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  1. #1

    Default Tabac Blond, Fumerie Turque -> smoke

    Oh dear,

    It's my favourite smell, that I need your knowledge about - again.

    Do you know, what the ingredient is, that make the phantastic smoke in Vintage Tabac Blond, Habanita or Fumerie Turque? Somebody posted the recipe of Tabac Blond a while ago, but the ingredients are all Bohemian villages to me - so to speak. I want it - concentrated smoke in the bottle.

    I still loose sleep about smoke.
    Last edited by Bandit; 15th May 2009 at 05:22 AM.

  2. #2

    Default Re: Tabac Blond, Fumerie Turque -> smoke

    I don't smell smoke in any of those, but I think there is a leathery-castoreum vibe going on in all three. If you want that amped up times ten, try Ava Luxe's Incense Noir... very smoky and castoreum-heavy, almost shockingly so.

  3. #3

    Default Re: Tabac Blond, Fumerie Turque -> smoke

    Bandit.........I love all these you have mentioned.

  4. #4

    Default Re: Tabac Blond, Fumerie Turque -> smoke

    It might indeed be castoreum that gives you an impression of smoke. The sample of castoreum I tried in the Profumo.it sampling group gave me a very wood-smoky, leathery, and slightly rubbery impression. I didn't think I liked castoreum, but after trying a sample I found that I actually do.

  5. #5

    Default Re: Tabac Blond, Fumerie Turque -> smoke

    From what I've read about leather fragrances, the leather note might have originally been created with styrax and castoreum - Tabac Blond, Knize Ten. In Bandit and Cabochard is Isobutyl Quinoline (described as earthy, rooty, and nutty, echoing certain facets of oakmoss and vetiver). In Habanita I don't get to much leather but a lot of vetiver. I have a small bottle of vetiver essencial oil from Haiti and in the first 2 hours after applying Habanita on my skin I can smell A LOT of it. It has a certain earthy smokiness, different than the ashtray smokiness of Tabac Blond. Luca Turin describe Habanita as a "vetiver vanilla" fragrance. In Knize Ten I don't get the same smoke notes as in TB or H but a lot of castoreum.

    According to Perfume Shrine, Tabac Blond contains quinolines too, a family of aromachemicals with a pungent leather and smoke odour. From all here mentioned I prefer the ashtray smokiness of TB.
    (I'm not familiar with Fumerie Turque)

    See: http://perfumeshrine.blogspot.com/se...ather%20series
    Last edited by anais; 19th May 2009 at 07:30 PM.
    ~ Anais ~

  6. #6

    Default Re: Tabac Blond, Fumerie Turque -> smoke

    I don't smell smoke in any of those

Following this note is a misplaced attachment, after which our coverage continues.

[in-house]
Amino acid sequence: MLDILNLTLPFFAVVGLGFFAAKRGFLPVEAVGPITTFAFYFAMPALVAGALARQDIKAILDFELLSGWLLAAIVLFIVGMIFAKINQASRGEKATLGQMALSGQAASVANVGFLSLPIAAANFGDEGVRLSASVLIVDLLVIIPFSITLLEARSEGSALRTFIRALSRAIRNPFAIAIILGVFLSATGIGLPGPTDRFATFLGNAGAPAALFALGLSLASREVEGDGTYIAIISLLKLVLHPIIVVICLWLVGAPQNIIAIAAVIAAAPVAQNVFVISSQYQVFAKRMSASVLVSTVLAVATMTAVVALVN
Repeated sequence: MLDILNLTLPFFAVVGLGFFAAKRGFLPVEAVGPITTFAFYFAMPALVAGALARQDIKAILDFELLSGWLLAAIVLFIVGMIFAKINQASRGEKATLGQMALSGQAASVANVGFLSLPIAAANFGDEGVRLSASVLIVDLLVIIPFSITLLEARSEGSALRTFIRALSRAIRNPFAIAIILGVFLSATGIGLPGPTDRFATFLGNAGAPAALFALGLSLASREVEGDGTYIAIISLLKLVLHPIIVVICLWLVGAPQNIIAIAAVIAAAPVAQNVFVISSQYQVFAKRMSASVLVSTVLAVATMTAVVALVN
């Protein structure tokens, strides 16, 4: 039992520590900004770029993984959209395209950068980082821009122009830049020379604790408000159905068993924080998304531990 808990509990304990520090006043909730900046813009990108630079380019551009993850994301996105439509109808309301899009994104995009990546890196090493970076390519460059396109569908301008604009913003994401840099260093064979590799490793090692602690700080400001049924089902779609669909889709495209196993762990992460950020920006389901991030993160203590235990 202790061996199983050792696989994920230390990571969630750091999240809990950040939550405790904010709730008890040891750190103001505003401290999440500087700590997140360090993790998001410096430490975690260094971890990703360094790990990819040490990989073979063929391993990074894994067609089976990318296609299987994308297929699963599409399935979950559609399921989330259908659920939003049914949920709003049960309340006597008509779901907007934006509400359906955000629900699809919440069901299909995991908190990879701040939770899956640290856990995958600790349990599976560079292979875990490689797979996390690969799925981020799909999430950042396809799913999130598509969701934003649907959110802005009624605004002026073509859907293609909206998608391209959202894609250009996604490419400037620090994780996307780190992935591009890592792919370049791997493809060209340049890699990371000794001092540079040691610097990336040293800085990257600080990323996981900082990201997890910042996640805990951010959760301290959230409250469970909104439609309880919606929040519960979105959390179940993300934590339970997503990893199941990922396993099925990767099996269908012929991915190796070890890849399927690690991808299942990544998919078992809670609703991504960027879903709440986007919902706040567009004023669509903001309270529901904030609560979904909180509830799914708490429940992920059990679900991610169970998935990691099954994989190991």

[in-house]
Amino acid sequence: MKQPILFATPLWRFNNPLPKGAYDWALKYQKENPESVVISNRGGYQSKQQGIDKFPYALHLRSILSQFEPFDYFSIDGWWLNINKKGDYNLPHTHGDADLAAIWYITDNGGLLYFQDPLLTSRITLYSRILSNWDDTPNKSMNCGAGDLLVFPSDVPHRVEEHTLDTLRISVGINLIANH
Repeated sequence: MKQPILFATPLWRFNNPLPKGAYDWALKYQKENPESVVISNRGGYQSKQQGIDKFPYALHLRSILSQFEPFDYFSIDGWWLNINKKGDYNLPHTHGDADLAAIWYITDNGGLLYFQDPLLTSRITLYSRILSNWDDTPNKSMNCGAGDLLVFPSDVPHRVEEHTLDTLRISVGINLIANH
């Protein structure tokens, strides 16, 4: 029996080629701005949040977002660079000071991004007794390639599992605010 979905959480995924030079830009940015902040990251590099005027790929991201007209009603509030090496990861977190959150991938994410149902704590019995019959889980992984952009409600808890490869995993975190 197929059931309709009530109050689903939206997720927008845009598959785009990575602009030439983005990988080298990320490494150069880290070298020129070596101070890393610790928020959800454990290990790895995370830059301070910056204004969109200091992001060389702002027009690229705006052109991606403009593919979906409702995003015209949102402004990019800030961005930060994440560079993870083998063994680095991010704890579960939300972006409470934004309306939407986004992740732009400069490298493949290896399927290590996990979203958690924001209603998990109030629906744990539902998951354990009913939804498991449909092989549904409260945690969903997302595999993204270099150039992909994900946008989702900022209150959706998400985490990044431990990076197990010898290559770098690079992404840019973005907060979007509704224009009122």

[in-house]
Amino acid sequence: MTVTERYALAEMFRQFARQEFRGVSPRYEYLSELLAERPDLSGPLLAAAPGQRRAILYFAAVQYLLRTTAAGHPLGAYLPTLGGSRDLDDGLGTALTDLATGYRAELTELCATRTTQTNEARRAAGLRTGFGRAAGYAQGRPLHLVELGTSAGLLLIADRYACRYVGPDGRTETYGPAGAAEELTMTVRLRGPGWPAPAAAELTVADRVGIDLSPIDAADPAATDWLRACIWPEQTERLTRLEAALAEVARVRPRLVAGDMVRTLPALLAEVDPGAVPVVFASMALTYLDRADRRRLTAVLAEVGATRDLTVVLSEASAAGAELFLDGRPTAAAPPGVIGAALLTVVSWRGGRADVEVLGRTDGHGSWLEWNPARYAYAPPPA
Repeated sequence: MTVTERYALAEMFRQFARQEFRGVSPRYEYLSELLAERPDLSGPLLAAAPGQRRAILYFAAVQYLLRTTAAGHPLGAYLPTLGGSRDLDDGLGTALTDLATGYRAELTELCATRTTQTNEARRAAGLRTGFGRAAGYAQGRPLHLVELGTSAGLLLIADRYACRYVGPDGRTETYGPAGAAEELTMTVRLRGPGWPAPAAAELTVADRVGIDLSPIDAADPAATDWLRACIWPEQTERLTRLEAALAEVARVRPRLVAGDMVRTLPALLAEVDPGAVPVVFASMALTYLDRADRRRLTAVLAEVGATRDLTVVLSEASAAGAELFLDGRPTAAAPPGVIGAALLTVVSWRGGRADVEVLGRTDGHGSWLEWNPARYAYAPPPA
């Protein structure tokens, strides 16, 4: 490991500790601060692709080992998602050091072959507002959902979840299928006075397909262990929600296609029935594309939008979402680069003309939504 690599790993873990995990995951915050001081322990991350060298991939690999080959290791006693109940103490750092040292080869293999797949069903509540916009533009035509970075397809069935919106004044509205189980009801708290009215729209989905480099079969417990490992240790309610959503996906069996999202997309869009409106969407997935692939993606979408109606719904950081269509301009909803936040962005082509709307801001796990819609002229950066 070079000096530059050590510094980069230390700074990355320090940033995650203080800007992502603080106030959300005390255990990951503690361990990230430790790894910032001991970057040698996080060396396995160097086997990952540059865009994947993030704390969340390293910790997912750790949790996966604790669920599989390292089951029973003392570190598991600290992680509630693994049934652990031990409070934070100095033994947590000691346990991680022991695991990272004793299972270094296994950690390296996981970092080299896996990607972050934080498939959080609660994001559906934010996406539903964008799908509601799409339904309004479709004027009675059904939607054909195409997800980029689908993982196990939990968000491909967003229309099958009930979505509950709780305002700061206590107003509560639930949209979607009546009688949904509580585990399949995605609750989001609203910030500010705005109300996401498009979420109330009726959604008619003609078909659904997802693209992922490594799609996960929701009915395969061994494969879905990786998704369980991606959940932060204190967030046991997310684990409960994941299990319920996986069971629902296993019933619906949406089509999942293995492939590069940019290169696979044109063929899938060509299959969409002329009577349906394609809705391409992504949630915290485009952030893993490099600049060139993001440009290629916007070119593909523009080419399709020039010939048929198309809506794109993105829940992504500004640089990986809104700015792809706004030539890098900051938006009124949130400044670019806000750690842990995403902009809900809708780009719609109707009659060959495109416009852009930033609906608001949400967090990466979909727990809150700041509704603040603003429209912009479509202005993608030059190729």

Damn, than we are living in two different dimensions. :)
    Fumerie Turque is all about smoke for me and wouldn't it be like that, I couldn't love it. But I suppose I do.

    Thank you girls for the ingredients, I gonna check them out over the weekend.

    For me there is a big difference between smoke and leather. Leather is Knize Ten or Cuir Mauresque, that funny smell beside all the other things (and I love leather, but I'm hooked by smoke), smoke is Vintage Tabac Blond, Habanita before total dry down and definitly Fumerie Turque. Maybe I'm noseblind, but there is that smoke in my face - so mysterious, sensual and bad woman, so Film Noir - I can't describe it.

    To smell nice - as a women at least - is easy in itself, a soap would do. We don't need chocolate or caramel or vanilla to smell nice, do we? To smell like an enigma isn't that easy - that's where perfume enters the stage. Vintage Tabac Blond gave it, but now it's missing. Like Mildred Pierce in the beginning - you don't know, what she is up to, she is just most stylished overdressed at the pier in the fog (smoke?); or Phyllis Dietrichson in Double Indemnity, Laura or Stella as a Fallen Angel. Think about Ingrid Bergman in Notorious or Rita Hayworth as Gilda. I suppose they smell like their hairspray, a cologne and their sweat as they walk through live dangerously, meanwhile smoking cigarettes.

    I thought, maybe it's just one ingredient that could give me the femme fatale in Tabac Blond back.

    I always can go back to Habanita (which I do regularly) , that's a relieve, but on the other hand Habanita is so sensual, I cannot wear it every day, as it smells like body fluids (good ones) mixed with the cigarette after. Cabochard - at least the Vintage version - turns so dry on me, that it totally lacks the sensuality I'm seeking for and Fumerie Turque can't compare in complexity, it's a one way ticket to a pipe smocking turque family.

    But I'm no nose, I'm just a recipient, so don't take me too serious.

  7. #7
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    Default Re: Tabac Blond, Fumerie Turque -> smoke

    Bandit, you might want to read these articles that helg wrote on Perfume Shrine, about leather scents (specifically Tabac Blond and the 'cigarette smoke' you mentioned) here and here (where she reference cistus labdanum as providing, ' a leathery backdrop- in cases where a more smokey/ ambery note is required ~such as in Caron Tabac Blond, Serge Lutens Cuir Mauresque and Ava Luxe Madame X...')
    Last edited by mikeperez23; 16th May 2009 at 06:56 AM.
    "The beginning of freedom is the realization that you are not the "thinker." The moment you start watching the thinker, a higher level of consciousness becomes activated. You then begin to realize that there is a vast realm of intelligence beyond thought, that thought is only a tiny aspect of that intelligence. You also realize that all the things that truly matter - beauty, love, creativity, joy, inner peace - arise from beyond the mind.

    You begin to awaken"

    -- Eckhart Tolle

  8. #8

    Default Re: Tabac Blond, Fumerie Turque -> smoke

    I will, thank you. :)

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